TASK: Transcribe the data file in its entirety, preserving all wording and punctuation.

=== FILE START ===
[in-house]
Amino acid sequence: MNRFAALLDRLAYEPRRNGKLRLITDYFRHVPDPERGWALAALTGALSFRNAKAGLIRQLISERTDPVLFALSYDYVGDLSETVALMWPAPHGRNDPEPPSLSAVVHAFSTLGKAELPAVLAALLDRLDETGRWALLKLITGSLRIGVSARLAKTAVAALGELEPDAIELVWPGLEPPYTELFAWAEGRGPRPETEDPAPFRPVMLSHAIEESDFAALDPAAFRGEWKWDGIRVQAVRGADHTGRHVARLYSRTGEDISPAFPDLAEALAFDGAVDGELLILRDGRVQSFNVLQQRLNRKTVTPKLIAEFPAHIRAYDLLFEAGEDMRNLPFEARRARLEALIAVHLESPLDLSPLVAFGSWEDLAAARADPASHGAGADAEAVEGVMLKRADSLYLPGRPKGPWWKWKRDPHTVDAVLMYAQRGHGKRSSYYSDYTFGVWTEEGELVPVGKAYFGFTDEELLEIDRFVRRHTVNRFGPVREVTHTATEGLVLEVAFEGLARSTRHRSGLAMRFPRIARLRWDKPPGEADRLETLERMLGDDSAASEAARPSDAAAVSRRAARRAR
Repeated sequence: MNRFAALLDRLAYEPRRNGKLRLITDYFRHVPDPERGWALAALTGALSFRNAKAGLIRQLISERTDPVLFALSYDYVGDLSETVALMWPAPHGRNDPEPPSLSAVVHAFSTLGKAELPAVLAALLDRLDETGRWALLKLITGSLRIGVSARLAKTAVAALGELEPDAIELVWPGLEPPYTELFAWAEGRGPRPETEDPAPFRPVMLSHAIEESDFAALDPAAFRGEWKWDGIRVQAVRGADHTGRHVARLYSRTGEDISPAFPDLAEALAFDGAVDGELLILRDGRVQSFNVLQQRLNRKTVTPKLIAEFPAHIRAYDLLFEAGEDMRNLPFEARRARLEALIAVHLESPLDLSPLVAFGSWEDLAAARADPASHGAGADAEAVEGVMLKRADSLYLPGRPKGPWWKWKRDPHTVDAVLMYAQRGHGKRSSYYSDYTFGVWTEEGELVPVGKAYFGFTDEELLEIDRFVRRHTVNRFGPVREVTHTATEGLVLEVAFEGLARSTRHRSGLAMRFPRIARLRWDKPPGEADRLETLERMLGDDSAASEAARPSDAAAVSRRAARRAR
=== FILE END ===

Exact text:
[in-house]
Amino acid sequence: MNRFAALLDRLAYEPRRNGKLRLITDYFRHVPDPERGWALAALTGALSFRNAKAGLIRQLISERTDPVLFALSYDYVGDLSETVALMWPAPHGRNDPEPPSLSAVVHAFSTLGKAELPAVLAALLDRLDETGRWALLKLITGSLRIGVSARLAKTAVAALGELEPDAIELVWPGLEPPYTELFAWAEGRGPRPETEDPAPFRPVMLSHAIEESDFAALDPAAFRGEWKWDGIRVQAVRGADHTGRHVARLYSRTGEDISPAFPDLAEALAFDGAVDGELLILRDGRVQSFNVLQQRLNRKTVTPKLIAEFPAHIRAYDLLFEAGEDMRNLPFEARRARLEALIAVHLESPLDLSPLVAFGSWEDLAAARADPASHGAGADAEAVEGVMLKRADSLYLPGRPKGPWWKWKRDPHTVDAVLMYAQRGHGKRSSYYSDYTFGVWTEEGELVPVGKAYFGFTDEELLEIDRFVRRHTVNRFGPVREVTHTATEGLVLEVAFEGLARSTRHRSGLAMRFPRIARLRWDKPPGEADRLETLERMLGDDSAASEAARPSDAAAVSRRAARRAR
Repeated sequence: MNRFAALLDRLAYEPRRNGKLRLITDYFRHVPDPERGWALAALTGALSFRNAKAGLIRQLISERTDPVLFALSYDYVGDLSETVALMWPAPHGRNDPEPPSLSAVVHAFSTLGKAELPAVLAALLDRLDETGRWALLKLITGSLRIGVSARLAKTAVAALGELEPDAIELVWPGLEPPYTELFAWAEGRGPRPETEDPAPFRPVMLSHAIEESDFAALDPAAFRGEWKWDGIRVQAVRGADHTGRHVARLYSRTGEDISPAFPDLAEALAFDGAVDGELLILRDGRVQSFNVLQQRLNRKTVTPKLIAEFPAHIRAYDLLFEAGEDMRNLPFEARRARLEALIAVHLESPLDLSPLVAFGSWEDLAAARADPASHGAGADAEAVEGVMLKRADSLYLPGRPKGPWWKWKRDPHTVDAVLMYAQRGHGKRSSYYSDYTFGVWTEEGELVPVGKAYFGFTDEELLEIDRFVRRHTVNRFGPVREVTHTATEGLVLEVAFEGLARSTRHRSGLAMRFPRIARLRWDKPPGEADRLETLERMLGDDSAASEAARPSDAAAVSRRAARRAR